Figures and Fictions: Santu Mofokeng

The sublety and beauty of Santu Mofokeng's photographs makes the power and authenticity of his images all the more telling. In this film he remembers and reflects on a career stretching back deep into the apartheid era

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Video Transcript

Before 94 I felt I had the rationale to invade people’s spaces. Basically I was trying to show what life was like under Apartheid. Then after 94 and then basically when CODESSA was happening we exceeded to market the criminal market forces and capitalism and today if I say that people are poor and capitalism is very bad… there’s no point because what is the alternative.

I was hopeless as a photojournalist because I don’t drive, I never keep deadlines and therefore I do things differently. I’d photograph in places where I’d normally go instead of looking at Africana’s for instance, say look how ugly these people are or whatever. It was more inward looking. More like a metaphorical biography, a fictional biography. Life on the farms was going on quietly… and townships, especially colored townships, they were not the focal point of the news, they were not the story at the time. The title of the show was ‘Like Shifting Sand’ and I’m looking at farm laborers, I’m looking at colored communities, I’m looking at life in the township, looking at places where especially TV crews, they don’t go.

What I like about this image – this is Soweto right? – and you are trying to show domestic workers in the township. This is the Madame, and she’s giving instructions as you can see, but it’s her eyes and her position in the image which makes the difference between them.

Many photojournalists will go into a situation and you photograph it and then you get out. I was making pictures of people I have to live with which makes a difference. If I see a poor and I then I show photographs of him looking poor, people wouldn’t be happy because this is not how they see themselves, how they see their own lives.  If you look at journalism, speaking of Soweto… you describe the Soweto as coming, you describe it in the what, in a lot of ways focuses on what is lacking. You don’t recognise what is there.

And it was when working on these, on this project that I realised that there were some images, which were not talking to me, some very old images, sometimes you find them framed or you find them between sheets in the photo album. And it’s when I begin to investigate these images that I realise my ignorance about our history. You go to the South African library and if there are any images of black people they are under contiguous, like Christian weddings, never, never images of people standing proudly, of families. The idea for the project was to excavate these images and set them within what is known.

After I came back from ICP… I go through a kind of hiatus. For four years I couldn’t make pictures, so I began chasing shadows. Go looking at the caves and looking at spirituality as a kind of way of trying to answer the question, ‘Why did Apartheid take so long?’

I was looking at spirituality, which is a kind of crutch that help people cope with Apartheid. And tension becomes very big, maybe something that made it possible for Apartheid to continue for so long because they said, ‘Okay, white man is invisible but basically maybe after death, after death he’ll get his comeuppance’. I can’t say I developed that language consciously. Even a fresh light is an imposition. You are going to document something and you bring in your own light, you are actually disturbing the truth.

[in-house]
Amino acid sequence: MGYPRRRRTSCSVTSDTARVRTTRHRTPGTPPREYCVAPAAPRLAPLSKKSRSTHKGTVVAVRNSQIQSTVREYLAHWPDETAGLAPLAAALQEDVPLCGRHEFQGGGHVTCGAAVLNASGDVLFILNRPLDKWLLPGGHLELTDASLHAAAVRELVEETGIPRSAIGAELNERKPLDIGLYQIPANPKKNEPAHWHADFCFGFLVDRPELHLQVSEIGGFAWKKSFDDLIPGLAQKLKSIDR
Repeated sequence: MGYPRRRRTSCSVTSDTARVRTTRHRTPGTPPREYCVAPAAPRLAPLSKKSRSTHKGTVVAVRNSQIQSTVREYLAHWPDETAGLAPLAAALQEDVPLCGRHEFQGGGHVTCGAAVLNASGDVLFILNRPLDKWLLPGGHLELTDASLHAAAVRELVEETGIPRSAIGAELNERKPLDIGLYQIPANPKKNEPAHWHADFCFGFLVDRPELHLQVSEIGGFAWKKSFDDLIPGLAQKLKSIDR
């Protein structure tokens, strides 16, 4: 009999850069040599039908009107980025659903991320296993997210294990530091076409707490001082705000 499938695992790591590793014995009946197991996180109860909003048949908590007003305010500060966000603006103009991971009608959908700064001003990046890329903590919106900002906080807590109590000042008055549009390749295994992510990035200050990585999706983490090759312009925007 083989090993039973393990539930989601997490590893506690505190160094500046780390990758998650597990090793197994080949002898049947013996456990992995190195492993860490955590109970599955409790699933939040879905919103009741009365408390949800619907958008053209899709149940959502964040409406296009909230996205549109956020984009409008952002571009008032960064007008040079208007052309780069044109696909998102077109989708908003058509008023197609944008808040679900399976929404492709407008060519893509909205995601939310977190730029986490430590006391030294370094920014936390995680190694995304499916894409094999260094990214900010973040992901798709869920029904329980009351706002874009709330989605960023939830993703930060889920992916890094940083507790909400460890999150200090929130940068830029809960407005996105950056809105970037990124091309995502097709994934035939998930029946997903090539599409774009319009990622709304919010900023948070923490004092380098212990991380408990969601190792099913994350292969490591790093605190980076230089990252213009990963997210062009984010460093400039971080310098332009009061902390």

Therefore, working in the caves, it’s inevitable if you are not using flash that you are going to get movement in your images, or the illusion of movement. You find yourself in the caves, and I don’t know whether the influence is Biblical, where you have smoke, you have fire, and then there’s water, and all those things they merge in the image.  What I try to do is to try and grab or play around with this idea of spirituality, and as you can see, that’s impossible. You can’t see spirit. Hence the title, ‘Chasing Shadows’.

In the past, basically in the past until 1994, I foregrounded on social issues, and now, after 94, I look at landscape and not looking at social issues, but the work is still political. When the picture looks very nice and then you find that the writing is very disconcerting, you have the first impression to say, ‘this is a beautiful photograph and this is a nice landscape’, and I try not to look too much at the aesthetics of the image. I look at the picture as a kind of, as a beginning to have debates around these issues. If I saw the picture, it’s the story that goes, the text that goes with the picture. A photograph is an infidel.

To fix meaning on a photograph is really very hard. You can domesticate meaning by putting a caption, but generally, it depends who, in who’s hands the photograph is.

    
 

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'I was hopeless as a photojournalist because I don't drive, I never keep deadlines and therefore I had to think differently.'  Santu Mofokeng

 

Santu Mofokeng puts a modest spin on a career which has seen him progress from staff photographer on New Nation magazine  30 years ago to his current legendary status as one of South Africa's most distinguished and original photographers. In this film shot in his home in Johannesburg, he talks about the ethical philosophy that underpins his work and guides us through some of his most memorable and haunting projects.